Dear Employees and Family Members,
“May you live in interesting times”. Whether or not those words are actually a Chinese curse is irrelevant (although the irony of the assumed source is not lost on me).
Over the last weeks, during the drives back and forth to the mine and mill I found myself thinking about the sources of our individual resilience and the collective scrappiness of the folks at New Jersey and the citizens of north Idaho (and Montana). I also reflected on how the traits needed to build a company (or a turn-around) are similar to those a person reaches for in times of uncertainty and/or personal challenge.
To way over-simplify the comparison, by utilizing a “aim small, miss small” approach at NJMC, any fallout from mistakes was kept to a minimum, the noise was just noise and we didn’t allow unsolicited advice from others to deter us from the task at hand. With a modest base of “the known” to build from, we determined the direction and started out on the trip… essentially getting comfortable with the idea of assembling the car as it is headed down the highway.
And while we still fully acknowledge what “could go wrong” (as it is usually waiting for us at the start of each day), we still do not make any “all-in bets” or allow much time for paralysis by analysis to develop. We conservatively own it and go… knowing what is on the line.
I firmly believe that you will find the news you look for – and have found some comfort in the stories from folks that have documented their coronavirus journey and are now recovering and/or back at work. Just as we did not blindly follow the advice of those that have not built a company or put a mine into production, I believe we also need to look for and pay attention to those that have this virus as well as those that have conquered it. Social media can be the source of much angst, but it can also be of great help. And avoiding self-imposed internet rabbit holes is important in times like this.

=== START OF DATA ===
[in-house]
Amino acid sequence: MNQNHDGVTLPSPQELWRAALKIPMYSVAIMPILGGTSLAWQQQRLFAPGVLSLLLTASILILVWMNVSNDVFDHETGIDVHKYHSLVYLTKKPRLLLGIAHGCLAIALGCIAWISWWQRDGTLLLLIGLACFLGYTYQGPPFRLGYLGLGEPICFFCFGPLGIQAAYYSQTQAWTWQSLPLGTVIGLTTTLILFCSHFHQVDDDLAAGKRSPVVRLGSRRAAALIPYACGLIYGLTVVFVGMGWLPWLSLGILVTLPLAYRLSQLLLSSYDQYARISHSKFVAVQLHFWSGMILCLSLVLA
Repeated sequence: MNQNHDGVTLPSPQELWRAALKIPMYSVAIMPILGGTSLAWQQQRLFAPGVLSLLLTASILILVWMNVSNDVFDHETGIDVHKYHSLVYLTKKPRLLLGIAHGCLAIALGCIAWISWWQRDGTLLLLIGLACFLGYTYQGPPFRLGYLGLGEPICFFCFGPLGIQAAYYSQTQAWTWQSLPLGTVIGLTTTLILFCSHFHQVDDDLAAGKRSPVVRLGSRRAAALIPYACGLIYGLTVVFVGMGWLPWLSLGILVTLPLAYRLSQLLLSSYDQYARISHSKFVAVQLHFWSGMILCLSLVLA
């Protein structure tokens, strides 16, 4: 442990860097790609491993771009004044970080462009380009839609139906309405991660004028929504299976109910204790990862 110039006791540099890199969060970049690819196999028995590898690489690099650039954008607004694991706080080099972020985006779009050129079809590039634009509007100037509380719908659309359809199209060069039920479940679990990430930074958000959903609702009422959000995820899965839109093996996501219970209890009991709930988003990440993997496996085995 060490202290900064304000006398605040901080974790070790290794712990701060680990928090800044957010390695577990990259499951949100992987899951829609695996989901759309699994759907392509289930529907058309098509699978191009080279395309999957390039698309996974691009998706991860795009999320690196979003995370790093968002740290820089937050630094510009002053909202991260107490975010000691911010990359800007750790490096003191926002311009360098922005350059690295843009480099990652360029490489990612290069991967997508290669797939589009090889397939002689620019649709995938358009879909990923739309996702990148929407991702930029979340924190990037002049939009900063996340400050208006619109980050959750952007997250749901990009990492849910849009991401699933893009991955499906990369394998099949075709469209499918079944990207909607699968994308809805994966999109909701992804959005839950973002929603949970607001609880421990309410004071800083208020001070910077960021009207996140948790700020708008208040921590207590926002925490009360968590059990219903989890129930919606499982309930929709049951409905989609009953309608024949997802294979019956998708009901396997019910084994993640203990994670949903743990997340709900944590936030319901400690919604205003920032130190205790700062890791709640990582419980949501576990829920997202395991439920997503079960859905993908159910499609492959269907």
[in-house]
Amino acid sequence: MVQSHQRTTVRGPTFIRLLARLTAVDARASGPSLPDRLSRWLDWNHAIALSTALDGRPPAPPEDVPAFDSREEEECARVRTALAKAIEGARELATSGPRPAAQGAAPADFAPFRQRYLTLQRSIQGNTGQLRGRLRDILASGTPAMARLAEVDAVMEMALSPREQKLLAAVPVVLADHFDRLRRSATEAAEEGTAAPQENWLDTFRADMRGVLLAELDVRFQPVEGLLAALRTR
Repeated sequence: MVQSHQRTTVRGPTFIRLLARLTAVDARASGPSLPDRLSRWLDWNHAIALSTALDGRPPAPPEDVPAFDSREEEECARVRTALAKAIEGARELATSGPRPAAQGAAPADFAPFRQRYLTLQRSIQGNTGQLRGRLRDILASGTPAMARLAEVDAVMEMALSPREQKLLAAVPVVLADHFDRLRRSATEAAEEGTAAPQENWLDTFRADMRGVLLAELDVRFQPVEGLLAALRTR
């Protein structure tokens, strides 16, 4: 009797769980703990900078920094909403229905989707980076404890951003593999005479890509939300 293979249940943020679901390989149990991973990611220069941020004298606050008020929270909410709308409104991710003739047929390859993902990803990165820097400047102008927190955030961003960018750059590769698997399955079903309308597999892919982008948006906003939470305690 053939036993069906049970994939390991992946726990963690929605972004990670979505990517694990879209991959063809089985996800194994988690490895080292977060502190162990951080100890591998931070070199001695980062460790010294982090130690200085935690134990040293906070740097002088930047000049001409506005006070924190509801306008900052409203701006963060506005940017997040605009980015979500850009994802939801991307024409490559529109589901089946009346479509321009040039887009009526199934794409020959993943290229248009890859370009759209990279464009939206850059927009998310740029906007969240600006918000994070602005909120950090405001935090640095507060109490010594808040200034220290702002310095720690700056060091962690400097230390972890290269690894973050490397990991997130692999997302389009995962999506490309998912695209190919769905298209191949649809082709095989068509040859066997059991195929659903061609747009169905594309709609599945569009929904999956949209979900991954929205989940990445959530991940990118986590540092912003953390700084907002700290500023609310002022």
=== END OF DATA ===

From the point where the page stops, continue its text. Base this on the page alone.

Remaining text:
This is a difficult time that we will get through together. I greatly appreciate that each of us is taking care of ourselves and families, thus taking care of our fellow employees and their families, thus taking care of our respective communities. Furthermore, I am glad we chose to be in the gold business and built the base of our company during difficult times in our industry. We cannot control commodity prices, but there has been a market for gold for over 2,000 years and the current business checklist is a mere fraction of what it was a few years ago. And as we have often acknowledged – it was considerably harder to get to where we are than it will be to get to where we are going.
Let’s stay diligent, focused and cognizant of the world around us, and if anything is needed do not hesitate to let us know. The mine, mill and offices are open, but let’s remain smart about it. If someone is feeling ill or exposed… well, you know the drill. Please take this seriously.
This too shall pass, but we definitely have some work ahead of us.